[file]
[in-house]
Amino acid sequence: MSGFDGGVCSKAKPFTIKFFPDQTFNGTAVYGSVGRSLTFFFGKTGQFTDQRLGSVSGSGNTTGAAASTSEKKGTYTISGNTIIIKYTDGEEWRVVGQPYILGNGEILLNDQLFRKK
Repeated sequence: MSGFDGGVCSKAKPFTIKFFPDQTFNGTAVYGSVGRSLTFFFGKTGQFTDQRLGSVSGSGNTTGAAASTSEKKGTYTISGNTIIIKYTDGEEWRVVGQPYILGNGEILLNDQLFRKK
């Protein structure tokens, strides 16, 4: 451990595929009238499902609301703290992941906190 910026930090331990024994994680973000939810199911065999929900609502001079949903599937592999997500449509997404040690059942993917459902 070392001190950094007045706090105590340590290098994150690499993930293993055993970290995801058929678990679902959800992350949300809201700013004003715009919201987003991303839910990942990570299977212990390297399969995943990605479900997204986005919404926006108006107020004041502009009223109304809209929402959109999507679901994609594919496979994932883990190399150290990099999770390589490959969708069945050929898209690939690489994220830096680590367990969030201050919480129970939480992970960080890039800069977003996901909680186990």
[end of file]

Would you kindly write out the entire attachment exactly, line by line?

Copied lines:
[in-house]
Amino acid sequence: MSGFDGGVCSKAKPFTIKFFPDQTFNGTAVYGSVGRSLTFFFGKTGQFTDQRLGSVSGSGNTTGAAASTSEKKGTYTISGNTIIIKYTDGEEWRVVGQPYILGNGEILLNDQLFRKK
Repeated sequence: MSGFDGGVCSKAKPFTIKFFPDQTFNGTAVYGSVGRSLTFFFGKTGQFTDQRLGSVSGSGNTTGAAASTSEKKGTYTISGNTIIIKYTDGEEWRVVGQPYILGNGEILLNDQLFRKK
């Protein structure tokens, strides 16, 4: 451990595929009238499902609301703290992941906190 910026930090331990024994994680973000939810199911065999929900609502001079949903599937592999997500449509997404040690059942993917459902 070392001190950094007045706090105590340590290098994150690499993930293993055993970290995801058929678990679902959800992350949300809201700013004003715009919201987003991303839910990942990570299977212990390297399969995943990605479900997204986005919404926006108006107020004041502009009223109304809209929402959109999507679901994609594919496979994932883990190399150290990099999770390589490959969708069945050929898209690939690489994220830096680590367990969030201050919480129970939480992970960080890039800069977003996901909680186990």